From the January 1859 edition of The Friend, Honolulu, published by Rev. Samuel C. Damon:
A correspondent of the Boston Herald, writing from the steam frigate Mississippi, at Hakodadi, says:
I presume that before this reaches you, you will have received the intelligence that our consul, Mr. Harris, has succeeded in completing his new treaty with the Japan Government, and that it has been signed by the Emperor and sent to our Government by Commodore Tatnall. Mr. Harris has labored hard to bring about this grand result, and is deserving the congratulations of the whole American people.
By this new treaty the port of Simoda, of no account to us, will be closed, and the beautiful harbor of Lanagua, only twelve miles from the city of Jeddo, is to be opened to us for commerce, &c. After the treaty is ratified, that portion will be the residence of Mr. Harris. It is a beautiful harbor, easy of access at all times of the year, well protected from all storms, and not like that of Simoda, surrounded at its extremes by sunken rocks. It is also capable of containing a large number of ships, while that of Simoda is not large enough to allow more than three or four ships to ride at anchor at the same time. Its proximity to the Court of Jeddo will also make it convenient for Mr. Harris.
The Japanese Government has decided to send an Ambassador to Washington in March next, on the condition that our Government will convey him and his suite to Panama in a government ship en route for the United States. I learn that Mr. Harris and Commodore Tatnall assured the authorities of Jeddo that it would be gratifying to the United States Government and its people to comply with this request, and that the return mail would no doubt bring orders to that effect.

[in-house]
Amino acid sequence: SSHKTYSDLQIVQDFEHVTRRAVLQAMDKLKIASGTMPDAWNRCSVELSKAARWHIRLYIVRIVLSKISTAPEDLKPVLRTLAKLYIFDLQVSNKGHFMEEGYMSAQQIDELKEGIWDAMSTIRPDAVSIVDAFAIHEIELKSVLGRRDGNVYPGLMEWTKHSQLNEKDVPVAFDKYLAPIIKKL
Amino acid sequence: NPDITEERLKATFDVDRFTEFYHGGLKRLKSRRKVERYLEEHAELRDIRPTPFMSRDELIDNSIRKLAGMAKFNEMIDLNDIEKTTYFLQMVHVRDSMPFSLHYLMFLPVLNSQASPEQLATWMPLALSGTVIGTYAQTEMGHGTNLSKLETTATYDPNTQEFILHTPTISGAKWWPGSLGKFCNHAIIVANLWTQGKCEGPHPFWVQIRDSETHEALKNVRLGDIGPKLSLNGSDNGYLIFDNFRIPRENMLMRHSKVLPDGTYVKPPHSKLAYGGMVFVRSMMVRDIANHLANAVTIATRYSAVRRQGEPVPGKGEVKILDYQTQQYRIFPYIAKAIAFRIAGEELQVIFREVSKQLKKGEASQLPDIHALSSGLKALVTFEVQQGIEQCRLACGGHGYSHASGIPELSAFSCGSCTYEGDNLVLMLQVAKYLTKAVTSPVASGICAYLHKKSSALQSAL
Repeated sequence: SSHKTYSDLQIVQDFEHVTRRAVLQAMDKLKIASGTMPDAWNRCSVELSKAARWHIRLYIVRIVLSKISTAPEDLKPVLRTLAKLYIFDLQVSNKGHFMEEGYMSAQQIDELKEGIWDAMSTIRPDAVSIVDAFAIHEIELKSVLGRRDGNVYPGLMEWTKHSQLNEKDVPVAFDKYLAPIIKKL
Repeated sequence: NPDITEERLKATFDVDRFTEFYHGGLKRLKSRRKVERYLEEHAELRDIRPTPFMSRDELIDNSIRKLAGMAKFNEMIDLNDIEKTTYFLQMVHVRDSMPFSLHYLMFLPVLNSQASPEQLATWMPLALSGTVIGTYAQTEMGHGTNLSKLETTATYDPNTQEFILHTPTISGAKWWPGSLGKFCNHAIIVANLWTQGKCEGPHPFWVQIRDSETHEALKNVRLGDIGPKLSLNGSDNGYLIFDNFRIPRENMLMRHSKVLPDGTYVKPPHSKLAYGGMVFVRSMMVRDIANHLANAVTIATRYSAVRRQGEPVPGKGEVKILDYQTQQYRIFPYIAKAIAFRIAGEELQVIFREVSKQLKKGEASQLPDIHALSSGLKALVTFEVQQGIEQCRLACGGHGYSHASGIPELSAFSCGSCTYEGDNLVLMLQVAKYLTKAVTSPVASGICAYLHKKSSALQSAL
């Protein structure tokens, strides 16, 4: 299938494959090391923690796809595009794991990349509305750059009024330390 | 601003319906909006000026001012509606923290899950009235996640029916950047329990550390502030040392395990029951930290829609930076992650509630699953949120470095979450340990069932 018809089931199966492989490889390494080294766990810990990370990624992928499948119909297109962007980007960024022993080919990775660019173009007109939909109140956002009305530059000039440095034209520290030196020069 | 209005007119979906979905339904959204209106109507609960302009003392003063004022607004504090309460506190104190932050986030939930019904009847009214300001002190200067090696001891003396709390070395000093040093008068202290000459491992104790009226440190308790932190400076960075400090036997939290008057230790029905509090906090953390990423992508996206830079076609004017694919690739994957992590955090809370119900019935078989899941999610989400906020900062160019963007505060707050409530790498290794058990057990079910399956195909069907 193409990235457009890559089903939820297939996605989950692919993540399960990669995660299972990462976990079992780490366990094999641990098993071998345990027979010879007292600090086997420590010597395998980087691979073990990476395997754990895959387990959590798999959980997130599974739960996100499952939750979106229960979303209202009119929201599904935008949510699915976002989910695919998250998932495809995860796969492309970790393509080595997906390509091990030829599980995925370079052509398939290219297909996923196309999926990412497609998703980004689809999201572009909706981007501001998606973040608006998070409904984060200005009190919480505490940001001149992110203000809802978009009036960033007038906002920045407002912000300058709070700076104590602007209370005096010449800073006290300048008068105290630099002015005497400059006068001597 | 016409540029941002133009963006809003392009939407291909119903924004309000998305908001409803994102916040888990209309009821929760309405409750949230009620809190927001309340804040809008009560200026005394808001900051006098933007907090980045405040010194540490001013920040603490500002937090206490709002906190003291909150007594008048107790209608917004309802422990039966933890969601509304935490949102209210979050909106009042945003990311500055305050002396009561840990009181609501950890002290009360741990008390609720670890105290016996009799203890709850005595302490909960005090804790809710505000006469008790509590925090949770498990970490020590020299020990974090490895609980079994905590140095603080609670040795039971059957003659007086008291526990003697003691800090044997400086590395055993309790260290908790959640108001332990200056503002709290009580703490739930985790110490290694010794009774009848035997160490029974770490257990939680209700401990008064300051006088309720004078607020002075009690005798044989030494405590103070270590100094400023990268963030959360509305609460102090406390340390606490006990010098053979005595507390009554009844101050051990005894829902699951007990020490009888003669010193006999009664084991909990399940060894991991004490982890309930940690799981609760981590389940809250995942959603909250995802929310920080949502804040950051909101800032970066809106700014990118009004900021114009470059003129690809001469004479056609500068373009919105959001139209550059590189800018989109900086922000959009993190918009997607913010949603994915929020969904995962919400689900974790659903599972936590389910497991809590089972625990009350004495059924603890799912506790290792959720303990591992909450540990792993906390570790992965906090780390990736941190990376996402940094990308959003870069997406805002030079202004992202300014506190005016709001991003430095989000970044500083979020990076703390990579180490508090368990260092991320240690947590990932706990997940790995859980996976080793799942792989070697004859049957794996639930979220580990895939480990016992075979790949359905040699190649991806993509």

Sunday, August 1st, was an interesting one at Simoda. At 10 o’clock, A.M., all the boats of the Powhatan and of this ship were seen pulling to the landing near the Consul’s residence, one mile from Simoda proper, filled with officers and men, among whom were Commodore Tatnall, Capt. Nicholson, and the Rev. Mr. Wood, Chaplain of the Powhatan. This large party, numbering four hundred, proceeded to the consul’s residence for the purpose of attending divine worship of Almighty God on Japanese soil. Here, on the very soil from which the decree has gone forth for centuries to the world, that if the Almighty God himself, or man, or the devil should dare step foot on Japanese soil to preach the religion of the Most high, they should pay the forfeit of their lives; here it was that, on the 1st day of August, 1858, four hundred American officers and seamen worshipped the true God without being molested. Rev. Wood gave his text from 1st Thessalonians, chapter 1, verses 9 and 10, and hymns 107 and 118 from the Episcopal Common Prayer-book were sung with much effect by the choir of the Powhatan. The discourse was listened to for an hour with the utmost silence by the American hearers, while a vast crowd of Japanese gathered around the building to watch our movements.